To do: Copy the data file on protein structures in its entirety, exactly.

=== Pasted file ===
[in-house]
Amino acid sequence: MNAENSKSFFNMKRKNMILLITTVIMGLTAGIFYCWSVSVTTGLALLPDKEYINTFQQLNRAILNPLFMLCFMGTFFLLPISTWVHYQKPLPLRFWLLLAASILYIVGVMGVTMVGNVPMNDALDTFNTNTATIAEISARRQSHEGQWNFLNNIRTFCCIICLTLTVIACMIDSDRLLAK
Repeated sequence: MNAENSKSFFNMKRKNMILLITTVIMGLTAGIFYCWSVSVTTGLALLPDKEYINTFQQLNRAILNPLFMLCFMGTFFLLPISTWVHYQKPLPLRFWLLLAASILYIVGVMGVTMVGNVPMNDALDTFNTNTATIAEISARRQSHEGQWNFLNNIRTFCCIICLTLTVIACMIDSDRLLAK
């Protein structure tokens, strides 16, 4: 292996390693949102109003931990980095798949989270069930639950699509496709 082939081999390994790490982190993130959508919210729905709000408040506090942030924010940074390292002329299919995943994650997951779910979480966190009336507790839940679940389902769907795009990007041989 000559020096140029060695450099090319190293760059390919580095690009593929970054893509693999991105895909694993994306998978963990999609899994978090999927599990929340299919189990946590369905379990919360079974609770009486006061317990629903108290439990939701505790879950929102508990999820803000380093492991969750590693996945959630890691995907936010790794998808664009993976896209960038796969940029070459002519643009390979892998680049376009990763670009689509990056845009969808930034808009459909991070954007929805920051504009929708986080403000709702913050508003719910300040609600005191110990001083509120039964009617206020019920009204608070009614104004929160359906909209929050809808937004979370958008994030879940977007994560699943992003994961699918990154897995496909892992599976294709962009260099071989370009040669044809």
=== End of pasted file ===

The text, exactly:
[in-house]
Amino acid sequence: MNAENSKSFFNMKRKNMILLITTVIMGLTAGIFYCWSVSVTTGLALLPDKEYINTFQQLNRAILNPLFMLCFMGTFFLLPISTWVHYQKPLPLRFWLLLAASILYIVGVMGVTMVGNVPMNDALDTFNTNTATIAEISARRQSHEGQWNFLNNIRTFCCIICLTLTVIACMIDSDRLLAK
Repeated sequence: MNAENSKSFFNMKRKNMILLITTVIMGLTAGIFYCWSVSVTTGLALLPDKEYINTFQQLNRAILNPLFMLCFMGTFFLLPISTWVHYQKPLPLRFWLLLAASILYIVGVMGVTMVGNVPMNDALDTFNTNTATIAEISARRQSHEGQWNFLNNIRTFCCIICLTLTVIACMIDSDRLLAK
């Protein structure tokens, strides 16, 4: 292996390693949102109003931990980095798949989270069930639950699509496709 082939081999390994790490982190993130959508919210729905709000408040506090942030924010940074390292002329299919995943994650997951779910979480966190009336507790839940679940389902769907795009990007041989 000559020096140029060695450099090319190293760059390919580095690009593929970054893509693999991105895909694993994306998978963990999609899994978090999927599990929340299919189990946590369905379990919360079974609770009486006061317990629903108290439990939701505790879950929102508990999820803000380093492991969750590693996945959630890691995907936010790794998808664009993976896209960038796969940029070459002519643009390979892998680049376009990763670009689509990056845009969808930034808009459909991070954007929805920051504009929708986080403000709702913050508003719910300040609600005191110990001083509120039964009617206020019920009204608070009614104004929160359906909209929050809808937004979370958008994030879940977007994560699943992003994961699918990154897995496909892992599976294709962009260099071989370009040669044809």